Marine Plants

Just like terrestrial organisms, marine organisms exist within complex food webs. The foundation for these food webs is the producers. Producers are organisms that are capable of producing organic compounds from inorganic compounds. In other words, the are the organisms that can make their own food. In marine ecosystems, the producers are phytoplankton, algae, grasses, mangroves, and chemoautotrophs.


Phytoplanktons are small unicellular plants that live in the ocean. Examples of phytoplankton are diatoms and dinoflagellates. These organisms are the basis of the marine food chain. Diatoms and dinoflagellates take in inorganic material and produce organic material (food) and oxygen. In fact, 75 – 85 % of the organic matter and 80% of the oxygen found in the ocean is produced by phytoplankton! Phytoplankton are most productive where there is the most sunlight. Typically the temperate zones have the greatest oceanic productivity.


Diatoms are single celled yellow-green algae. The name for these organisms comes from the Greek word diatom which means “cut in two.” This is because these organisms have a cell wall made up from silica with one half of the shell fitting over the other half like a lid over a box. Diatoms have different shapes, lines, and markings on their shells which distinguish them from one type and another. Their shape also allows them to float at the top of the water column to receive maximum sunlight. Some diatoms even use droplets of oil to help them stay afloat. Diatoms are also probably the single most important food source in the ocean. Diatoms are eaten by zooplankton, oysters, and clams.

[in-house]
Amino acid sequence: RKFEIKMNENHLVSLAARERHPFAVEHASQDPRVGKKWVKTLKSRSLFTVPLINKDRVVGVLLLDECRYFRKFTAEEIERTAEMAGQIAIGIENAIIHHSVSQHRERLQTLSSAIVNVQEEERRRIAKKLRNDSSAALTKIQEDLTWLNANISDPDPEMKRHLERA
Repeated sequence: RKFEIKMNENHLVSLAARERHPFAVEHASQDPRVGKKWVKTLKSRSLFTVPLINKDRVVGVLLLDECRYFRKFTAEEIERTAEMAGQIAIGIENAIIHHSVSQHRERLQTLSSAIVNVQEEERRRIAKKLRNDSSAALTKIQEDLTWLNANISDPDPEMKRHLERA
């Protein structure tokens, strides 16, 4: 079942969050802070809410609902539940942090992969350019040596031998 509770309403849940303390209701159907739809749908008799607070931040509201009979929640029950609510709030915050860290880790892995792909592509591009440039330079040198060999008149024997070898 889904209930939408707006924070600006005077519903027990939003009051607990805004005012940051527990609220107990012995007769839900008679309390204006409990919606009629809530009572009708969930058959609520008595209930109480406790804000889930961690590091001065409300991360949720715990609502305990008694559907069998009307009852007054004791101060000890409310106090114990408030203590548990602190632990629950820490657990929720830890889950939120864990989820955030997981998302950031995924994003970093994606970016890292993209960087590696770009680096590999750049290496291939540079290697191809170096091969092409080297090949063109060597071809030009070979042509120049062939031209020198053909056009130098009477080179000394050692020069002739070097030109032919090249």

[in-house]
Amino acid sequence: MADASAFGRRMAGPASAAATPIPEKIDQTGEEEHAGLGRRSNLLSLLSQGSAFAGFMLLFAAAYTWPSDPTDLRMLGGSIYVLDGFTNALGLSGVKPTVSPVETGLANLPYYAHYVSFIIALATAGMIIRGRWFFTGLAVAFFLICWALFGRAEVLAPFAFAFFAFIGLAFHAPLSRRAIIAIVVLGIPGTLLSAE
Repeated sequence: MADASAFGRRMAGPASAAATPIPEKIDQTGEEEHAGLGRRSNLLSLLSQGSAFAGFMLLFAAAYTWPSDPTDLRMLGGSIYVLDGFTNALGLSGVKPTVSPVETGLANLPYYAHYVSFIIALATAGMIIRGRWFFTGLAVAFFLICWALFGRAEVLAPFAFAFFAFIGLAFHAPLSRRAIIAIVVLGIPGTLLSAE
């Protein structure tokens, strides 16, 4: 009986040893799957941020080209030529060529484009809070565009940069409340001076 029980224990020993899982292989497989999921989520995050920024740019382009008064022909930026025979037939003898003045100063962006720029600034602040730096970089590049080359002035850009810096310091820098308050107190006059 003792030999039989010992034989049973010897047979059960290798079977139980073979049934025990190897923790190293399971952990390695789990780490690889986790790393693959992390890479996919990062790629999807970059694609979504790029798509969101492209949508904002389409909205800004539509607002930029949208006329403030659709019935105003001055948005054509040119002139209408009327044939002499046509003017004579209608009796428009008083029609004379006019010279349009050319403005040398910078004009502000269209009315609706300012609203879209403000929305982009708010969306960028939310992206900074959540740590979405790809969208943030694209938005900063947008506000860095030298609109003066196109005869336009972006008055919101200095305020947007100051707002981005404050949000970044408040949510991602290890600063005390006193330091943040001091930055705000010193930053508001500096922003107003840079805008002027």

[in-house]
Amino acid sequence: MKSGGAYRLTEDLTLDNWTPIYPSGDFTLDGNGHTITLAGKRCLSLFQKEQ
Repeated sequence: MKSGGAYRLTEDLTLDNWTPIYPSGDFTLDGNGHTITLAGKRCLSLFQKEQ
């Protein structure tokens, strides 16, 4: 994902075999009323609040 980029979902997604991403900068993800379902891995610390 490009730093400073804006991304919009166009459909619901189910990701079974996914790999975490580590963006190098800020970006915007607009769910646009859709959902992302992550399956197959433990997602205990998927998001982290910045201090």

Day 104 diatoms


Dinoflagellates are both animal and plant like. They are like animals because they have flagella which allow them to swim like simple animals. But they are also like plants because they perform photosynthesis. Dinoflagellates are the number two producer in the marine environment. However, dinoflagellates can also cause environmental concerns. Two species of dinoflagellates, Gonyaulax and Gymnodinium are responsible for a condition known as red tide. Red tide is a surge of these dinoflagellates that may cause fish and shellfish kills. This surge may sometimes cause the water to look red giving this condition its characteristic name. At night this surge may also cause the water to glow in the dark. This is because some dinoflagellates are bioluminescent, which means they can produce their own light.